1996-07-18 - Re: Gorelick testifies before Senate, unveils new executive order

Header Data

From: David Sternlight <david@sternlight.com>
To: Declan McCullagh <cypherpunks@toad.com
Message Hash: dd6afe5c75485ca5119a525e898617c7c6d7639bd810bb4b5555ed1ade323df8
Message ID: <v03007605ae13b9a0cd37@[]>
Reply To: <Pine.SUN.3.91.960717184531.7324A-100000@eff.org>
UTC Datetime: 1996-07-18 13:02:10 UTC
Raw Date: Thu, 18 Jul 1996 21:02:10 +0800

Raw message

From: David Sternlight <david@sternlight.com>
Date: Thu, 18 Jul 1996 21:02:10 +0800
To: Declan McCullagh <cypherpunks@toad.com
Subject: Re: Gorelick testifies before Senate, unveils new executive order
In-Reply-To: <Pine.SUN.3.91.960717184531.7324A-100000@eff.org>
Message-ID: <v03007605ae13b9a0cd37@[]>
MIME-Version: 1.0
Content-Type: text/plain

At 6:46 PM -0700 7/17/96, Declan McCullagh wrote:
>---------- Forwarded message ----------
>Date: Wed, 17 Jul 1996 15:54:24 -0500
>From: Declan McCullagh <declan@well.com>
>To: fight-censorship+@andrew.cmu.edu
>Subject: Gorelick testifies before Senate, unveils new executive order
>Deputy Attorney General Jamie Gorelick testified yesterday before Sen.
>Sam Nunn's cyberscare hearing (take #3), where she ranted about the
>evils of the Net and unveiled an executive order signed by the
>president on Monday.

<Remainder of purple prose omitted.>

Here's the problem in a nutshell: Everyone who has looked at our systems,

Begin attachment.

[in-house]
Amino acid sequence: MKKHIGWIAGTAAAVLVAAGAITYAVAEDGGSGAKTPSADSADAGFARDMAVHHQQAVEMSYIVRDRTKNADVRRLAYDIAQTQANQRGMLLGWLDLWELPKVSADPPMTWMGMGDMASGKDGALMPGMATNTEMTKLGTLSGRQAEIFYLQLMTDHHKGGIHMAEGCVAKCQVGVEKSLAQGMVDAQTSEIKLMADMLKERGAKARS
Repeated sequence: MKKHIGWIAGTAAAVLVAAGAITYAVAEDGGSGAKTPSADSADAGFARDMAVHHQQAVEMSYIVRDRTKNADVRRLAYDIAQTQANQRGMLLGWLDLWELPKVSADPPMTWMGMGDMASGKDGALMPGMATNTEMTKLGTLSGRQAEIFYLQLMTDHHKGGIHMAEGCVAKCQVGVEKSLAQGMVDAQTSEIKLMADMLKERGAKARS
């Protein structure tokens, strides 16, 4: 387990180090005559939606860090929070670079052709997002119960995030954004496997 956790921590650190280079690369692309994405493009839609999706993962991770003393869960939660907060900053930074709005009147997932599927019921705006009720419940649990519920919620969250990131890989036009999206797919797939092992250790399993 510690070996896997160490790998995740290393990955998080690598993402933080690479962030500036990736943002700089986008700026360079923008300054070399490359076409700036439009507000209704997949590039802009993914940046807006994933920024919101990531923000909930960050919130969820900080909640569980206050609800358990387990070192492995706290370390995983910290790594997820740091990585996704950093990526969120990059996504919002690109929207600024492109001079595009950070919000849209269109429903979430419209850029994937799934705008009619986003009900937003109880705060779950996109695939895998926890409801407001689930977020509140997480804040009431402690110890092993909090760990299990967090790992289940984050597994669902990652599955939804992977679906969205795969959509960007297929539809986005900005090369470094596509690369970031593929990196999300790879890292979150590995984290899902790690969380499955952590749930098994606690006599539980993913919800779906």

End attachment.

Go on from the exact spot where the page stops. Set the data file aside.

from Cliff Stoll on to blue ribbon scientific commissions, has come to the
conclusion that our society is vulnerable to willful sabotage from abroad,
ranging from information sabotage (hacking electronic financial
transactions) to physical sabotage (hacking power grid control computers to
cause widespread power failures leading to serious damage to people and
things; hacking the phone companies' computers, etc.). Some cases have
already been observed. The field has already got a name and lots of
publications. It's called "information warfare" and the government is
taking it VERY seriously.

Serious studies have shown that the kinds of protections to make the
systems we depend on robust against determined and malicious attackers (say
a terrorist government, or one bent on doing a lot of damage in retaliation
for one of our policies they don't like), have costs beyond the capability
of individual private sector actors. Your friendly neighborhood ISP, for
instance, probably can't affort the iron belt and steel suspenders needed
to make his system and its connectivity sabotage-proof, and so on. Even
cheap but clever solutions involving encryption in such systems require
standards and common practices across many institutions.

In such a case, where public benefits from government action greatly exceed
public (taxpayer) costs, and the private sector cannot (or will not) act
unaided, the classical basis for government action in the interests of the
citizenry exists. It's the economist's "lighthouse" argument.

The motivation has nothing to do with privacy, government snooping, or any
of the other things some get so excited about, though the solutions
certainly have side effects in those domains. The goal should be to
minimize the deleterious side-effects, not to throw out the baby with the
bath water.